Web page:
Two Spirits: Sexuality, Gender, and the Murder of Fred Martinez

Two Spirits: Sexuality, Gender, and the Murder of Fred Martinez

USA, 2009, 60 Minute Running Time
Genre/Subjects: Activism, Discrimination, Documentary, Gay, Homophobia, Lesbian, Native American / Indigenous, Religion / Spirituality, Transgender
Program: Documentary
Language: English

DIRECTOR: Lydia Nibley

Sixteen-year-old Fred FC Martinez dressed as a girl one day, as a boy the next. Always purely himself, Fred was loved and accepted by his family. For such unapologetic authenticity, he was brutally murdered in 2001.

Director Lydia Nibley deftly weaves together the life and death of Martinez, traditional Navajo gender roles, and stories of other Two Spirits. Indigenous LGBT people use this moniker to emphasize a pre-conquest sense of social role and belonging, not just individual sexual identity. Two Spirits embody both male and female essences and are traditionally esteemed as leaders, counselors, healers, medicine people, teachers and foster parents of orphans. Lucky Two Spirits are recognized by elders early on and nurtured for who they are. Others like Fred have to fight for their lives.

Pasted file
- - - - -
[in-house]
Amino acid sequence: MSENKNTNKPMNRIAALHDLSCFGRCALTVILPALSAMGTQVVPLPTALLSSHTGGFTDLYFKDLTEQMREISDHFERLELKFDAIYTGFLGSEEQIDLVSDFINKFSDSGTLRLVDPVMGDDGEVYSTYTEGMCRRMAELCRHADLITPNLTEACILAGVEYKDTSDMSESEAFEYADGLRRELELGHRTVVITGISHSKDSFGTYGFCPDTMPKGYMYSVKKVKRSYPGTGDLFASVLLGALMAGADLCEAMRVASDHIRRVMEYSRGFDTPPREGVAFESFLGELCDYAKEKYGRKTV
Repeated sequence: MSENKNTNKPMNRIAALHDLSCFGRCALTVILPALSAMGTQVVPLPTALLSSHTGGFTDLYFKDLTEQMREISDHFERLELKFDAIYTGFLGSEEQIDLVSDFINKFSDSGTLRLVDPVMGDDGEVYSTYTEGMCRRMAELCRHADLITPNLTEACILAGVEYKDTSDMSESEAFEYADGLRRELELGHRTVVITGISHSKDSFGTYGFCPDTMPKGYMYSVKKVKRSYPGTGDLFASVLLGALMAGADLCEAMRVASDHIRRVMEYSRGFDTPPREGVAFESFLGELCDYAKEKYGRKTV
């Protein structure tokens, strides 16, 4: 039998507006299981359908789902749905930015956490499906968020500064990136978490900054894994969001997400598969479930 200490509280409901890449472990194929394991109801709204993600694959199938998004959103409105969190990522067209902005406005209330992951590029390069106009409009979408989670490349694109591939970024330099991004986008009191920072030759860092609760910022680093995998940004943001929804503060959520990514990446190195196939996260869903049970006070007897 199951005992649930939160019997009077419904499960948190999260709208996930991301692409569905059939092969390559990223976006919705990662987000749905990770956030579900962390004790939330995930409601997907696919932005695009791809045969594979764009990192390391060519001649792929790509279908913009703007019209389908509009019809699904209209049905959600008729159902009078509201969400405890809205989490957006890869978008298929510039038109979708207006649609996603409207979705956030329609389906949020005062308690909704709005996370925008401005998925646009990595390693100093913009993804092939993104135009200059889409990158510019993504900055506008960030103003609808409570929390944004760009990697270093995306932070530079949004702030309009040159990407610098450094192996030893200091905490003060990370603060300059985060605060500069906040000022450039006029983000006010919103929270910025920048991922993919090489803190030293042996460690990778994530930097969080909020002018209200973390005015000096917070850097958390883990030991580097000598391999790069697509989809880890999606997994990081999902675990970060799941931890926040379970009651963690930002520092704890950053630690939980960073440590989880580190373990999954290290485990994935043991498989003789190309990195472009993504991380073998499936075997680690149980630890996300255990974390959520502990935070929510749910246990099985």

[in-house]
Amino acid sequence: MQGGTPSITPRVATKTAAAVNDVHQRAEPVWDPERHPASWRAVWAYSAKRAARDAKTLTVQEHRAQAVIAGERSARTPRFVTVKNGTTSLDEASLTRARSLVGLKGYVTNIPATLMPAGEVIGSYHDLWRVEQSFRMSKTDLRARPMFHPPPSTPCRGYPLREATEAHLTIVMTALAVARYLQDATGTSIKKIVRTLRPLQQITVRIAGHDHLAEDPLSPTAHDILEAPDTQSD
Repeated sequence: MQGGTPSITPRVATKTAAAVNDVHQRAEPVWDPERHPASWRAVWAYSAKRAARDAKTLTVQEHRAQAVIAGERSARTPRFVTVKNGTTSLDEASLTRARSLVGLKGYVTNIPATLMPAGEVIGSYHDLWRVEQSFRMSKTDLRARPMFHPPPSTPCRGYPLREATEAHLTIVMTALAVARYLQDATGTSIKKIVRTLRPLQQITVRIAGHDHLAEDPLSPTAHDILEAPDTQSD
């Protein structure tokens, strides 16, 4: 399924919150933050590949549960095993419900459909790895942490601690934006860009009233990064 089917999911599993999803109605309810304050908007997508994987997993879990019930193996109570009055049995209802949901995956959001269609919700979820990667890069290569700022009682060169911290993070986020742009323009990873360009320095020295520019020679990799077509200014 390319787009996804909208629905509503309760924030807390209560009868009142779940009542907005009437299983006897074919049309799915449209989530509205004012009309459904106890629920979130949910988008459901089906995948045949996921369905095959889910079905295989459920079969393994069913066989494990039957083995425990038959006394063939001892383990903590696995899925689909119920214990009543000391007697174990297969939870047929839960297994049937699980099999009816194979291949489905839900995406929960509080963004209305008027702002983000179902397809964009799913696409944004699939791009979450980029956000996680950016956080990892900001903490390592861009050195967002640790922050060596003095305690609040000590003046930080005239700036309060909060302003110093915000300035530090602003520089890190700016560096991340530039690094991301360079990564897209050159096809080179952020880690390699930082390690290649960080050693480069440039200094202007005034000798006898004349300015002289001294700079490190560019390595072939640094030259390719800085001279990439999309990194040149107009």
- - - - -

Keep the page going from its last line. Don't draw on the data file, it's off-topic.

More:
Pre-Christian Navajo knew four genders: feminine women, masculine men, feminine men (nadleeh, ‘one who transforms’), and masculine women. In more traditional Navajo society, Fred would have been honored as a nadleeh. But in a rapidly assimilating environment, his mother’s love could not protect this different child from such dangerous freedom. This full spectrum of gender roles and sexual identities is passing with traditional Navajo elders. But, a hopeful spark lives on in the fluidity and acceptance of many LGBT youth. — CAROL HARADA

Text Voting Code: D308


Copresented by

Bay Area American Indian Two Spirits, Native American AIDS Project and Native American Health Center



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